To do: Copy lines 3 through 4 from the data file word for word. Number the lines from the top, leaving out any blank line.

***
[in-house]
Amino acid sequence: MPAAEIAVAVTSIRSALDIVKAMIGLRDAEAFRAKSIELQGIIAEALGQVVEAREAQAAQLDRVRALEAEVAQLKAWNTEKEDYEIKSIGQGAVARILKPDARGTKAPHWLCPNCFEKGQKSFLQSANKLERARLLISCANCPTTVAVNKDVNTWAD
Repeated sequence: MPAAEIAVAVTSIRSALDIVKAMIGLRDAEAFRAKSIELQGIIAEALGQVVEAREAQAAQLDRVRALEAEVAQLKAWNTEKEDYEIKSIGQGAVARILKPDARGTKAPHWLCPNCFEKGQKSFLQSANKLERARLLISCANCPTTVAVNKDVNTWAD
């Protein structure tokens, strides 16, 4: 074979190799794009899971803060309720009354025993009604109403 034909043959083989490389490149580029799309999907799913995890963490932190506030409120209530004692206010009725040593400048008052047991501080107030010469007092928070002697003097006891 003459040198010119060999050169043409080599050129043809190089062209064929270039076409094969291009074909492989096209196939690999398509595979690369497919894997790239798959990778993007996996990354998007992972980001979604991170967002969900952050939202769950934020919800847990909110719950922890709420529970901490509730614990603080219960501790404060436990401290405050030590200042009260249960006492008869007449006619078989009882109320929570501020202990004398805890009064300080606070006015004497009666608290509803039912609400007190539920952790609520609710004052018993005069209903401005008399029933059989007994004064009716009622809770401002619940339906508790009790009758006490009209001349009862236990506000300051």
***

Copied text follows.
Repeated sequence: MPAAEIAVAVTSIRSALDIVKAMIGLRDAEAFRAKSIELQGIIAEALGQVVEAREAQAAQLDRVRALEAEVAQLKAWNTEKEDYEIKSIGQGAVARILKPDARGTKAPHWLCPNCFEKGQKSFLQSANKLERARLLISCANCPTTVAVNKDVNTWAD
């Protein structure tokens, strides 16, 4: 074979190799794009899971803060309720009354025993009604109403 034909043959083989490389490149580029799309999907799913995890963490932190506030409120209530004692206010009725040593400048008052047991501080107030010469007092928070002697003097006891 003459040198010119060999050169043409080599050129043809190089062209064929270039076409094969291009074909492989096209196939690999398509595979690369497919894997790239798959990778993007996996990354998007992972980001979604991170967002969900952050939202769950934020919800847990909110719950922890709420529970901490509730614990603080219960501790404060436990401290405050030590200042009260249960006492008869007449006619078989009882109320929570501020202990004398805890009064300080606070006015004497009666608290509803039912609400007190539920952790609520609710004052018993005069209903401005008399029933059989007994004064009716009622809770401002619940339906508790009790009758006490009209001349009862236990506000300051």